Microsoft Extends Deal With Virtualization Partner

Microsoft Corp. and open-source virtualization software vendor XenSource Inc. expanded their unlikely alliance last week, agreeing to work together to make the next version of Windows Server interoperable with Xen-enabled Linux distributors. The two companies said that companies using the Longhorn release of Windows Server will be able to run multiple instances of Windows and Linux on a single system, including versions of the open-source operating system that support the Xen technology. In addition, Microsoft will provide technical support for Xen installations.

The plan to integrate the technologies "is good from a Xen standpoint," said Charles King, an analyst at Pund-IT Inc. in Hayward, Calif. The deal will enable XenSource to create a multi-operating-system virtualization platform, King said. He added that it's also a smart move "for Microsoft to acknowledge that Linux is not going to go away from the corporate data center."

Better Performance Microsoft already lets companies using its Virtual Server 2005 software on top of Windows Server 2003 run multiple instances of Windows and Linux as guest operating systems, said Jeff Price, senior director of the Windows Server group. But as a result of Microsoft's alliance with XenSource, the Longhorn release of the server operating system should provide better performance and more manageability, he said. For now, there is only one Xen-enabled Linux distribution available: Novell Inc.'s SUSE Linux Enterprise Server 10 software, which the company officially rolled out last week. Red Hat Inc. is expected to follow with a Xen-enabled update to Red Hat Enterprise Linux by year's end.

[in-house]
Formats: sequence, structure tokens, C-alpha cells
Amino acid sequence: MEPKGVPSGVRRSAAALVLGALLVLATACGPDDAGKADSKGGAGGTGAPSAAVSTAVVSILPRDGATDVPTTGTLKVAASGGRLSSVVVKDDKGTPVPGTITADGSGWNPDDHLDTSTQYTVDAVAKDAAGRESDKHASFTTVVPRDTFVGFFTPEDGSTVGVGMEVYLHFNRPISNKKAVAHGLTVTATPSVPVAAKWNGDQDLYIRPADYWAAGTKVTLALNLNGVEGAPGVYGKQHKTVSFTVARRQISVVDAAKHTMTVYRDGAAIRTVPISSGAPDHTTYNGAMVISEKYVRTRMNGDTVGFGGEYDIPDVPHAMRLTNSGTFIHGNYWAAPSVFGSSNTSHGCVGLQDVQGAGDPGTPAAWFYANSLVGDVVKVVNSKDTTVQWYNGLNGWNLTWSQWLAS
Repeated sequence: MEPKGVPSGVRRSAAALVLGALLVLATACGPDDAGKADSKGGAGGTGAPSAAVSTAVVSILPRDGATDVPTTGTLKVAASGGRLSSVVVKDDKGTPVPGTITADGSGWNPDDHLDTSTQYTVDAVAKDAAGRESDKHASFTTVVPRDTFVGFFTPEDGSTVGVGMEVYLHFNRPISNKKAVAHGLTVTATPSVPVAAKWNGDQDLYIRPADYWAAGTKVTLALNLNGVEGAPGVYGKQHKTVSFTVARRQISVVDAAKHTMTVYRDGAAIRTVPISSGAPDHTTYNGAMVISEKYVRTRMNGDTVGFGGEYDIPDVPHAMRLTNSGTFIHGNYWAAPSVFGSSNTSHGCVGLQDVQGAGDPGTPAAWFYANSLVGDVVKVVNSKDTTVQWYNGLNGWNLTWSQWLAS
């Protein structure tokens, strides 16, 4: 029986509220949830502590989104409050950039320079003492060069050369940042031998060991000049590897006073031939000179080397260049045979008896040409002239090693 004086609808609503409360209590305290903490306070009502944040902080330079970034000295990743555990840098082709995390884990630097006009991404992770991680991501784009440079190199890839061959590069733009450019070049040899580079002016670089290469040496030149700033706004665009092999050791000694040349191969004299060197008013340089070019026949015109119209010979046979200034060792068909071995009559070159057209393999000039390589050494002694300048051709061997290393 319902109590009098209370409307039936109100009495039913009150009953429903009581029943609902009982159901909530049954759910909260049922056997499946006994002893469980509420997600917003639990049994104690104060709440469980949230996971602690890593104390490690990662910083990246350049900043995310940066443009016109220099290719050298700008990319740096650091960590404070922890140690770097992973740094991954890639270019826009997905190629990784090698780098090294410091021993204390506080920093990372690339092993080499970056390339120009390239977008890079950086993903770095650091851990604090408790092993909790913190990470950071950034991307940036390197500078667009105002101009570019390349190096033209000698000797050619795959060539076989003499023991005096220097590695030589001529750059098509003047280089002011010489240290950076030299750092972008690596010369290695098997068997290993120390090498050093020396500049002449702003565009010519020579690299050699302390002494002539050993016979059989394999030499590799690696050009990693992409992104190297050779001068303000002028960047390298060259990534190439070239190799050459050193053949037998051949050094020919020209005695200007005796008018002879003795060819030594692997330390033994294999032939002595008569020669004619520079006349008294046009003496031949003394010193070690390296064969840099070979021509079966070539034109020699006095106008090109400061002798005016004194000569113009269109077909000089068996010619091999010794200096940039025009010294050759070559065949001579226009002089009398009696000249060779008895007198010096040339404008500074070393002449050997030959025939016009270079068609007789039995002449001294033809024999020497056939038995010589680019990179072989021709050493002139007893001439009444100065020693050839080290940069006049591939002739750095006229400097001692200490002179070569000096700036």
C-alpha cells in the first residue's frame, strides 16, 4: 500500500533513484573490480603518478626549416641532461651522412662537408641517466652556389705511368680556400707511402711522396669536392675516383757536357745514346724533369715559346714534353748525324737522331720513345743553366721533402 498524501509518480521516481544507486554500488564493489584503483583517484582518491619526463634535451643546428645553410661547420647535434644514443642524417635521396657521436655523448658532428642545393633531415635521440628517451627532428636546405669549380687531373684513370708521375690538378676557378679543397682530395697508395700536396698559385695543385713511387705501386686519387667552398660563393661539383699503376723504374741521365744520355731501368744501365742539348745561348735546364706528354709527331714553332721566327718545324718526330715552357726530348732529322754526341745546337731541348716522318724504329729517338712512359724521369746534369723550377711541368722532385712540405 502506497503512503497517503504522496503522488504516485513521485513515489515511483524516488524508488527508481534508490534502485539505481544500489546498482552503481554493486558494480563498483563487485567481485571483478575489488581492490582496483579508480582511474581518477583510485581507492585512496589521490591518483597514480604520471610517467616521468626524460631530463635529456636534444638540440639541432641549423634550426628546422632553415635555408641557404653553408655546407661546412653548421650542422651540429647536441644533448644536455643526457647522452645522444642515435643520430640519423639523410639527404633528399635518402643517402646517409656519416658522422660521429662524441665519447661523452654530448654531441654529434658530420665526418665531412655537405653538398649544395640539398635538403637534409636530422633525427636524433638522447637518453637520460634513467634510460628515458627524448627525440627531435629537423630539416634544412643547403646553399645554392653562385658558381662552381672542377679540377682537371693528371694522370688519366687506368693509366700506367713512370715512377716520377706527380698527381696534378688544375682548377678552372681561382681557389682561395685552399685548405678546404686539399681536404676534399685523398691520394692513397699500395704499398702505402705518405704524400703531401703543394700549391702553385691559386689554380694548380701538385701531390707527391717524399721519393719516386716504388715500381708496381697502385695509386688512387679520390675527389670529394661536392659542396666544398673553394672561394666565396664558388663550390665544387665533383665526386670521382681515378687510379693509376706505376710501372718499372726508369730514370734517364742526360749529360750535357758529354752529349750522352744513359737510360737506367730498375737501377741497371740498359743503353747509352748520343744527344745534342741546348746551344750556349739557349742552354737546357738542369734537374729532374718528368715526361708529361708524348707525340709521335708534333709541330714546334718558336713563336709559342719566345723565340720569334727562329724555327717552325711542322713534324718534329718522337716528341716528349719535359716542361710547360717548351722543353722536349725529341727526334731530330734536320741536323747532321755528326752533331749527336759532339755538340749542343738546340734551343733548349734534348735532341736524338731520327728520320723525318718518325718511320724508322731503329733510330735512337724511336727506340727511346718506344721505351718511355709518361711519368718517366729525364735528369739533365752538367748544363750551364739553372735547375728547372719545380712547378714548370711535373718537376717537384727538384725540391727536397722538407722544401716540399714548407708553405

In April, Palo Alto, Calif.-based XenSource agreed to license Microsoft's Virtual Hard Disk format. That allows its upcoming XenEnterprise "hypervisor" -- the technology actually used to create multiple guest operating systems -- to import virtual machines created under Microsoft's current version of Virtual Server.

XenEnterprise is expected to be released this quarter. With it, the Xen technology will also compete with Microsoft's virtualization offerings, as well as with products from market leader VMware Inc.

Gordon Haff, an analyst at Illuminata Inc., said Xen is "still quite new technology that will take some time to prove itself out in the market." The deal between Microsoft and XenSource should help in that regard, Haff added.

King concurred. "For XenSource to survive, it has to support more than Linux," he said.

Longhorn is currently slated for release by the end of 2007. A beta version of the operating system's built-in hypervisor, which will succeed Virtual Server 2005, is expected by the end of this year, Price said.

Copyright © 2006 IDG Communications, Inc.

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